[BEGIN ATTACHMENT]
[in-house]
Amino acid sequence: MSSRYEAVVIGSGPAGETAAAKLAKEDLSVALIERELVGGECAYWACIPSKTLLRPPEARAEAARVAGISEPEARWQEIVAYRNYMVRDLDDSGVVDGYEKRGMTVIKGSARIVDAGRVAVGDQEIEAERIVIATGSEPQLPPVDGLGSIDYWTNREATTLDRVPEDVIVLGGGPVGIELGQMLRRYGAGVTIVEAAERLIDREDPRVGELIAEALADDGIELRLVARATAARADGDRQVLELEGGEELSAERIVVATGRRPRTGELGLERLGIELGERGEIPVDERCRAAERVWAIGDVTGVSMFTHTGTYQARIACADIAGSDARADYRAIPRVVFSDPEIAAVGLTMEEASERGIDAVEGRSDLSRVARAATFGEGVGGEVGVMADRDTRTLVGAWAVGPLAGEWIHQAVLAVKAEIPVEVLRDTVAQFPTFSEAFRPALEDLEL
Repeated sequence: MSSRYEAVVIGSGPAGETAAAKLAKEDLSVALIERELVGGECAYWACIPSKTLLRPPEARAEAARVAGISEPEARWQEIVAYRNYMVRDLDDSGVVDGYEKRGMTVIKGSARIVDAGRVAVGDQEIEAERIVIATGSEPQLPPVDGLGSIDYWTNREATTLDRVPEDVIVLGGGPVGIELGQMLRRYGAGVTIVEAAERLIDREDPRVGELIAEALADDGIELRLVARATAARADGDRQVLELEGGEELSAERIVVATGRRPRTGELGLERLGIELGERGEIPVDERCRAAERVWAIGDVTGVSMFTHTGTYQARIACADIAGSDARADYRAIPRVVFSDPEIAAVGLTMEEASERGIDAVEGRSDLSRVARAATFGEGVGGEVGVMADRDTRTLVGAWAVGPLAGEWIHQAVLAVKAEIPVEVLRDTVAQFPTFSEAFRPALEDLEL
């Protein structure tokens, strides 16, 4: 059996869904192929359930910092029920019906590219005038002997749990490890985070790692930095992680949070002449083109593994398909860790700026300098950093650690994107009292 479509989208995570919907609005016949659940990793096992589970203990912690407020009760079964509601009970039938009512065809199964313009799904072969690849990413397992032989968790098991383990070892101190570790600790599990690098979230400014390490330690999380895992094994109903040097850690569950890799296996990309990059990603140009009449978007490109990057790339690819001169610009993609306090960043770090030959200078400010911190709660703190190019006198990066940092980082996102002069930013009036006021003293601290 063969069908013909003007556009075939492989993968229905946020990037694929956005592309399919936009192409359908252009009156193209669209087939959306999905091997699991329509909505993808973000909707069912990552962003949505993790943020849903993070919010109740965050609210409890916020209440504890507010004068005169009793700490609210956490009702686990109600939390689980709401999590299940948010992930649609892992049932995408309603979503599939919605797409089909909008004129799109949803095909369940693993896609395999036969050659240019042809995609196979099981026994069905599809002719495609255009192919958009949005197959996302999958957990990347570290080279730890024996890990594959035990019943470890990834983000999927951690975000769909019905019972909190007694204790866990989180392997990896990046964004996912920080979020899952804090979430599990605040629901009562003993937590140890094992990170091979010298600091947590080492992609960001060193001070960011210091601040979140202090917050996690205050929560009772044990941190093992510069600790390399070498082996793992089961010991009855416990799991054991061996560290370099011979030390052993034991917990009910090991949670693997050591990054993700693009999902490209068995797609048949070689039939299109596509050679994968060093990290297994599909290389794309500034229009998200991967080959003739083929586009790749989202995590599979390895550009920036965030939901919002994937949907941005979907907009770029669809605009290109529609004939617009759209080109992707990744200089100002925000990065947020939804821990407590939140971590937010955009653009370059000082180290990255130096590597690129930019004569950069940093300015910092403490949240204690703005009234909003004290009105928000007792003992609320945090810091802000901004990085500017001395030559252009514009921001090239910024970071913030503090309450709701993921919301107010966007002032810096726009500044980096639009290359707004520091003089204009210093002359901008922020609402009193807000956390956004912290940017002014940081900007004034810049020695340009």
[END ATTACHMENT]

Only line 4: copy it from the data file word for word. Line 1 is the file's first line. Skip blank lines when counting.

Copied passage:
């Protein structure tokens, strides 16, 4: 059996869904192929359930910092029920019906590219005038002997749990490890985070790692930095992680949070002449083109593994398909860790700026300098950093650690994107009292 479509989208995570919907609005016949659940990793096992589970203990912690407020009760079964509601009970039938009512065809199964313009799904072969690849990413397992032989968790098991383990070892101190570790600790599990690098979230400014390490330690999380895992094994109903040097850690569950890799296996990309990059990603140009009449978007490109990057790339690819001169610009993609306090960043770090030959200078400010911190709660703190190019006198990066940092980082996102002069930013009036006021003293601290 063969069908013909003007556009075939492989993968229905946020990037694929956005592309399919936009192409359908252009009156193209669209087939959306999905091997699991329509909505993808973000909707069912990552962003949505993790943020849903993070919010109740965050609210409890916020209440504890507010004068005169009793700490609210956490009702686990109600939390689980709401999590299940948010992930649609892992049932995408309603979503599939919605797409089909909008004129799109949803095909369940693993896609395999036969050659240019042809995609196979099981026994069905599809002719495609255009192919958009949005197959996302999958957990990347570290080279730890024996890990594959035990019943470890990834983000999927951690975000769909019905019972909190007694204790866990989180392997990896990046964004996912920080979020899952804090979430599990605040629901009562003993937590140890094992990170091979010298600091947590080492992609960001060193001070960011210091601040979140202090917050996690205050929560009772044990941190093992510069600790390399070498082996793992089961010991009855416990799991054991061996560290370099011979030390052993034991917990009910090991949670693997050591990054993700693009999902490209068995797609048949070689039939299109596509050679994968060093990290297994599909290389794309500034229009998200991967080959003739083929586009790749989202995590599979390895550009920036965030939901919002994937949907941005979907907009770029669809605009290109529609004939617009759209080109992707990744200089100002925000990065947020939804821990407590939140971590937010955009653009370059000082180290990255130096590597690129930019004569950069940093300015910092403490949240204690703005009234909003004290009105928000007792003992609320945090810091802000901004990085500017001395030559252009514009921001090239910024970071913030503090309450709701993921919301107010966007002032810096726009500044980096639009290359707004520091003089204009210093002359901008922020609402009193807000956390956004912290940017002014940081900007004034810049020695340009």